Did you know the responsibility for our bio-security has been devolved to ferry operators and airlines? Did you know that not all countries in the EU are rabies-free?

Channel 4, the BBC, Radio 5 Live, and the Daily Mail and leading dog magazines have all aired programmes, or written articles in the last few months, highlighting the illegal importation of puppies from Eastern Europe from countries such as Romania, Hungary, Latvia, Poland and even Turkey and Russia. Organised gangs, mainly from Eastern Europe, are exploiting the UK’s lax border controls. The puppies are “farmed” in appalling conditions and transported across Europe for the “designer puppy” market in the UK. Since January 2012 a visitor to the UK can now bring in 5 micro-chipped pets. This has led to van loads of 15-20 puppies accompanied by 3 or 4 “owners” arriving at UK ports. There is evidence that the importers do not comply with regulations and are using fake passports. They are also administering rabies vaccines before the animal is 12 weeks old (sometimes at 4 or 5 weeks of age) – the age at which the vaccine actually works.  Anyone who has dogs will know the difference between a “cute little bundle” at 5 weeks and a growing energetic 12 week old puppy.  They then use a false date in the passport to suggest the puppy was vaccinated at the correct age.

Concerns have also been raised by one of the UK’s leading animal charities, as well as rescue centres and vets, about the threat of the importation of rabies and other diseases into the UK,(which has been “rabies-free” for 100 years), as a result of the commercial importation of these puppies. Although there is strong evidence that the illegal importation of puppies from Eastern Europe is happening, I quote from a letter received recently from Mr Heath, of DEFRA:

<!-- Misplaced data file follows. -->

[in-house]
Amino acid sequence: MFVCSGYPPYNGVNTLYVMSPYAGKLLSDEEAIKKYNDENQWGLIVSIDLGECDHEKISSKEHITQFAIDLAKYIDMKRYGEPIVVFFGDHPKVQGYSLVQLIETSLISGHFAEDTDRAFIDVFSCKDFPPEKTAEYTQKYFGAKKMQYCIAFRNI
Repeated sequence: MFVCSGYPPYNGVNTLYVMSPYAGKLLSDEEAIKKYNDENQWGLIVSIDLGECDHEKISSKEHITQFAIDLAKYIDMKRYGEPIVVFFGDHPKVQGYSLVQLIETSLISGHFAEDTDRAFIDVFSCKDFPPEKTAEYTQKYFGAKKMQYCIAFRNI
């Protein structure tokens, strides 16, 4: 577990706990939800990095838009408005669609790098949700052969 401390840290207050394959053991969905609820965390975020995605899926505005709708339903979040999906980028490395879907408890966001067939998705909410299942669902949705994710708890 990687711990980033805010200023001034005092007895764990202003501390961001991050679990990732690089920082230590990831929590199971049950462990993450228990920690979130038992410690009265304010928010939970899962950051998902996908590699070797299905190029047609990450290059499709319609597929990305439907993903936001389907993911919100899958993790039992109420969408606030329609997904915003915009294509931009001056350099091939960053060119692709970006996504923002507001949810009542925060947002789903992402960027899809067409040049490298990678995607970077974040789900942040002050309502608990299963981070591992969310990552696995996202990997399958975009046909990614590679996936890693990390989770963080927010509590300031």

In the UK, the responsibility for carrying out these checks is delegated to the transport carrier, which will be either an airline, a ferry or cruise company or a train operator

and

“unlike most other European Union (EU) Member States, every pet entering with it’s owner on an authorised route is checked to ensure it does not pose a risk to animal and human health. The EU pet travel regulation does not require checks to be carried out on movements between Member States. However, all Member States are required by regulation to carry out checks on all pets coming from outside the EU”.

How does he know that these checks are being carried out? Do the train and ferry operators and airlines carry out these checks with due diligence? Where is the proof if they do so that we have an audit trail in the event of a rabies outbreak (which will then be too late of course)?  Have other countries delegated these responsibilities to commercial operators as well? If so, who will be accountable if there is a spread of disease due to lack of control? Not all countries in the EU are “rabies-free”. Several countries bordering EU Member States (e.g. Turkey, Russia, Morocco) are not “rabies-free”. Can we be certain that all the EU countries bordering the non-EU countries with rabies carry out strict border controls? With the free movement between EU Member States and lack of border controls, which have been delegated to commercial companies for the UK, I have increasing concern for our bio-security. Any regulation is totally useless AND NOT WORTH THE PAPER IT IS WRITTEN ON unless it is enforced – the clue is in the word: ENFORCED